LINGUIST List 13.3414

Mon Dec 23 2002

Diss: Lang Acquisition: Anderson "The Acquisition..."

Editor for this issue: Karolina Owczarzak <karolinalinguistlist.org>


Directory

  1. dla20, Lang Acquisition: Anderson "The Acquisition of Tough-Movement in English"

Message 1: Lang Acquisition: Anderson "The Acquisition of Tough-Movement in English"

Date: Sun, 22 Dec 2002 20:39:35 +0000
From: dla20 <dla20cam.ac.uk>
Subject: Lang Acquisition: Anderson "The Acquisition of Tough-Movement in English"



New Dissertation Abstract

Institution: University of Cambridge
Program: Research Centre for English and Applied Linguistics
Dissertation Status: In Progress

Author: Deborah L. Anderson 

Dissertation Title: 
The Acquisition of Tough-Movement in English


Linguistic Field: Language Acquisition

Subject Language: English

Dissertation Director 1: Ianthi M. Tsimpli


Dissertation Abstract: 

In the child language acquisition literature, it is traditionally
claimed that the acquisition of tough-movement or easy-to-please
constructions (hereafter, TCs) is problematic for child speakers of
English and that, consequently, adult-like grammatical knowledge of
these structures is late acquired. While Carol Chomsky (1969) was the
first to advance such a claim on the basis of her experimental
findings, it has been argued that the results of a number of
subsequent studies, involving both child speakers of English and
French, provide further support for the relatively delayed acquisition
of TCs in these languages. Nevertheless the precise reasons why
children find these structures so problematic have yet to be
identified.

Cromer (1970) was the first to propose that there are three clearly
definable stages in the acquisition of TCs, a view which is now widely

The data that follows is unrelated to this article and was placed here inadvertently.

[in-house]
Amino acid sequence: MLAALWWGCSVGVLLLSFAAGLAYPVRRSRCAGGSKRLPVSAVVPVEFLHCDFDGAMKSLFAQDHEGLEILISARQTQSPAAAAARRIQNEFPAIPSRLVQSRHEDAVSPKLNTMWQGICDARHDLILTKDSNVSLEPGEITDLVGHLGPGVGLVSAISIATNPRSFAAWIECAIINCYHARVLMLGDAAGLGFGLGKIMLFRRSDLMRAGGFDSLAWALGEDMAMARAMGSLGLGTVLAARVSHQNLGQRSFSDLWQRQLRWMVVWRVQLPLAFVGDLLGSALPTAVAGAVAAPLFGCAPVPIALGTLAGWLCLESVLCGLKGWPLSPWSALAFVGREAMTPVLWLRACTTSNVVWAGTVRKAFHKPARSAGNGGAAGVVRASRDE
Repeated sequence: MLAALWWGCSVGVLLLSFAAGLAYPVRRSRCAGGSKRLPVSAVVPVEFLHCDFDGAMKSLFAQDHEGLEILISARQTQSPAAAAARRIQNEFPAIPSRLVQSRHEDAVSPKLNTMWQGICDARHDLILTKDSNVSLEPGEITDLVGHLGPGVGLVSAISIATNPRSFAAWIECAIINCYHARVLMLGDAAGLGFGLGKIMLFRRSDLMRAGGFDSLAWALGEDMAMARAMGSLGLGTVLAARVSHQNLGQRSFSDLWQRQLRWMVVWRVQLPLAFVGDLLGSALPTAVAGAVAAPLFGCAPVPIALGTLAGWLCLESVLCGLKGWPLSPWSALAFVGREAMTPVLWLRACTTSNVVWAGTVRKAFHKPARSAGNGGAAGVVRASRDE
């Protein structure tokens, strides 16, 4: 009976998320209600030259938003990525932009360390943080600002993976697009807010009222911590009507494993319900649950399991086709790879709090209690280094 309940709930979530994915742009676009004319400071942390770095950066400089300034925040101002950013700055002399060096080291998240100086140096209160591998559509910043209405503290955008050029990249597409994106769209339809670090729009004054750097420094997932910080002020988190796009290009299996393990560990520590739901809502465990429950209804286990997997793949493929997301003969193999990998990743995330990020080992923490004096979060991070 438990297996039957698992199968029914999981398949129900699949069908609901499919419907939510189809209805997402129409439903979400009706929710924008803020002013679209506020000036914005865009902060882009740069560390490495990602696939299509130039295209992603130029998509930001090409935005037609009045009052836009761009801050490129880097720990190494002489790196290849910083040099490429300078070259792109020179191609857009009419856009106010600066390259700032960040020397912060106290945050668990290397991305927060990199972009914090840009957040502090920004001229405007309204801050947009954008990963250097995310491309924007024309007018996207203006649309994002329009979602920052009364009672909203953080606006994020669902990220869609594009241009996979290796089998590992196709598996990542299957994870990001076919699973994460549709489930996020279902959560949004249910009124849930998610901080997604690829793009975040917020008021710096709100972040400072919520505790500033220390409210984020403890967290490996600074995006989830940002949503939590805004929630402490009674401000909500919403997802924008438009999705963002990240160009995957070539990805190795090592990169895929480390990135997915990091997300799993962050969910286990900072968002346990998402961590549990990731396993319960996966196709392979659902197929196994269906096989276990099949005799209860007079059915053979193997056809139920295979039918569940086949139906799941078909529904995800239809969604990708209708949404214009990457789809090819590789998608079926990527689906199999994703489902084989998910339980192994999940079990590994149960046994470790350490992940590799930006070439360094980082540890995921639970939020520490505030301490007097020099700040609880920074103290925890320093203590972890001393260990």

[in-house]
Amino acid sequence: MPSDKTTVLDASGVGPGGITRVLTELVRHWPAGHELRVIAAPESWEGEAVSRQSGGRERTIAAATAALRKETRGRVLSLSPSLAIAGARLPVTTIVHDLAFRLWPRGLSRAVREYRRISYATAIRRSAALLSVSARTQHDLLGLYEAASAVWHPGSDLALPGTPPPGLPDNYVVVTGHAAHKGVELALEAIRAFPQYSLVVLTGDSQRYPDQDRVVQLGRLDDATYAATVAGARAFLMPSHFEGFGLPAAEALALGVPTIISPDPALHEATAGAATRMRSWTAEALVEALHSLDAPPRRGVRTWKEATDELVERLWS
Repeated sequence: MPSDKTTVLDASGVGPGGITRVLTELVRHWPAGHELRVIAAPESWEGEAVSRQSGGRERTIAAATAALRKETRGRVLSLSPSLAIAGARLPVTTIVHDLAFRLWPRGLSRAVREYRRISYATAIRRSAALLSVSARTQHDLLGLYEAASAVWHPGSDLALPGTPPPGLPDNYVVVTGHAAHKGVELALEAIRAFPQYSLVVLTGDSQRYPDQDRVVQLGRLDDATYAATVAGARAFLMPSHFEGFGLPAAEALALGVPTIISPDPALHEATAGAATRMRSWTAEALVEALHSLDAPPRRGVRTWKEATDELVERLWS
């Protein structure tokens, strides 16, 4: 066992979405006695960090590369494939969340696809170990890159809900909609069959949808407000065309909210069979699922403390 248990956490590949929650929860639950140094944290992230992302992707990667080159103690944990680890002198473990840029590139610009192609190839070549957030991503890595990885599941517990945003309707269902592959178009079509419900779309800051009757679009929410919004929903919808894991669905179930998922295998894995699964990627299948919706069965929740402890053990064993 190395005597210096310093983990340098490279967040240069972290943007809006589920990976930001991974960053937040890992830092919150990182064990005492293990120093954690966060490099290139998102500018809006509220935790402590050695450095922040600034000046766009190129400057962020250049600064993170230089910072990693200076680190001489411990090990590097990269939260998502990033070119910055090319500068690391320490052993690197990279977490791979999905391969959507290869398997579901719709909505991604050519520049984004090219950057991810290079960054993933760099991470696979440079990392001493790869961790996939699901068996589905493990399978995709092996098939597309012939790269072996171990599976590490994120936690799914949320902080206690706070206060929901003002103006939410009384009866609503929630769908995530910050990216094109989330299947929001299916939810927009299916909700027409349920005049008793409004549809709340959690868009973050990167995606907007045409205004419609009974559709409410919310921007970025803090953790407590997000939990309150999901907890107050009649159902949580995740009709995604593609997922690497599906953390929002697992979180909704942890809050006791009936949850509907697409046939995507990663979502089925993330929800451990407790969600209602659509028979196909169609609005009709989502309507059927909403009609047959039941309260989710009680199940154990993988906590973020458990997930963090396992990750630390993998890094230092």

accepted. In the Primitive-rule Use stage, children are presumed to
lack the computational ability to interpret TCs, invoking instead a
default parsing strategy which assigns co-reference to the matrix
subject NP and embedded infinitive PRO; i.e. in the sentence A giraffe
is hard to kiss, a Primitive-rule User will interpret the sentence to
mean that the giraffe finds it difficult to kiss an unspecified
patient. In the Intermediate stage, children are observed to perform
in an inconsistent or random manner on experimental tests of TC
comprehension and therefore it has been suggested that they may
possess adult-like knowledge of the structural properties of the TC at
this stage but nevertheless remain uncertain of the precise
circumstances in which this knowledge is to be applied. Finally,
subjects in the third and final stage of acquisition are labeled
Passers and are proposed to have acquired full adult-like knowledge of
the TC.

In this thesis, we present an alternative account of the acquisition
of tough-movement which challenges the traditional representation of
the Intermediate stage of acquisition as one characterized by
intermittent or unreliable application of adult-like grammatical
knowledge of the TC. Instead, we present empirical evidence which
suggests that children in the Intermediate stage have the
computational ability to assign two distinct syntactic representations
to TCs, only one of which is acceptable in present-day English.
Additionally, we present evidence that the Intermediate stage of
acquisition is typically quite prolonged, which we suggest gives rise
to the widely-held impression that children struggle for some time to
master the exceptional control properties of tough predicates and the
details of their syntactic distribution. Instead we propose that
children's performance in this particular stage of acquisition is
better explained in terms of different rather than deficient
grammatical knowledge of TCs, with the interpretive options licensed
by the child's grammar initially representing a superset of those
licensed by the adult grammar.

Lastly, we develop a theoretical account of the Intermediate stage
which links the availability of an alternative, non-adult-like,
reading of the TC in child grammars with a syntactic option for tough
predicates that was licensed in previous stages of English. We
explore the possibility that children in this stage may license a
case-assignment alternation for the Experiencer argument of tough
predicates, which is not attested in the input, but which is
nevertheless consistent with options afforded by UG. The relative
delay that children experience in eliminating this interpretive
option, and acquiring a fully adult-like representation of TCs, is
proposed to stem from markedness considerations, specifically, that
the relatively restricted interpretive option for the TC attested in
present-day English represents the more marked situation
cross-linguistically.
Mail to author|Respond to list|Read more issues|LINGUIST home page|Top of issue